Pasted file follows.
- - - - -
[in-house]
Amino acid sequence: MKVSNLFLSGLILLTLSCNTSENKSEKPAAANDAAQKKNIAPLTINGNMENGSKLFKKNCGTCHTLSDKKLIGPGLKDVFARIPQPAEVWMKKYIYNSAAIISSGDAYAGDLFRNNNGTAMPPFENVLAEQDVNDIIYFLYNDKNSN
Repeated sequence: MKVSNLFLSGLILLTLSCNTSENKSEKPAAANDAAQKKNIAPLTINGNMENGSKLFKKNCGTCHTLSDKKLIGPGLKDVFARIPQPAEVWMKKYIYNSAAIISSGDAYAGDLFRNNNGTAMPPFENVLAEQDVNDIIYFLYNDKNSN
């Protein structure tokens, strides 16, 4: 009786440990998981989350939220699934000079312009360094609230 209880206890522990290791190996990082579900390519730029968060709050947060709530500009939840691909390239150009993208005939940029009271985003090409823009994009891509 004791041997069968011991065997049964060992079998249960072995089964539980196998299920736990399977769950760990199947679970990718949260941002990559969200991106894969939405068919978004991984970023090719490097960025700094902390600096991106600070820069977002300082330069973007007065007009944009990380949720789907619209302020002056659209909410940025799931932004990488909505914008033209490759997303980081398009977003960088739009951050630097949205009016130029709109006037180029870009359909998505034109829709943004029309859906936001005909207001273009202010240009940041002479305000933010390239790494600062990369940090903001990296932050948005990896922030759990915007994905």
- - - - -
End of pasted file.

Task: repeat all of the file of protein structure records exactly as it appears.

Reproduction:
[in-house]
Amino acid sequence: MKVSNLFLSGLILLTLSCNTSENKSEKPAAANDAAQKKNIAPLTINGNMENGSKLFKKNCGTCHTLSDKKLIGPGLKDVFARIPQPAEVWMKKYIYNSAAIISSGDAYAGDLFRNNNGTAMPPFENVLAEQDVNDIIYFLYNDKNSN
Repeated sequence: MKVSNLFLSGLILLTLSCNTSENKSEKPAAANDAAQKKNIAPLTINGNMENGSKLFKKNCGTCHTLSDKKLIGPGLKDVFARIPQPAEVWMKKYIYNSAAIISSGDAYAGDLFRNNNGTAMPPFENVLAEQDVNDIIYFLYNDKNSN
């Protein structure tokens, strides 16, 4: 009786440990998981989350939220699934000079312009360094609230 209880206890522990290791190996990082579900390519730029968060709050947060709530500009939840691909390239150009993208005939940029009271985003090409823009994009891509 004791041997069968011991065997049964060992079998249960072995089964539980196998299920736990399977769950760990199947679970990718949260941002990559969200991106894969939405068919978004991984970023090719490097960025700094902390600096991106600070820069977002300082330069973007007065007009944009990380949720789907619209302020002056659209909410940025799931932004990488909505914008033209490759997303980081398009977003960088739009951050630097949205009016130029709109006037180029870009359909998505034109829709943004029309859906936001005909207001273009202010240009940041002479305000933010390239790494600062990369940090903001990296932050948005990896922030759990915007994905």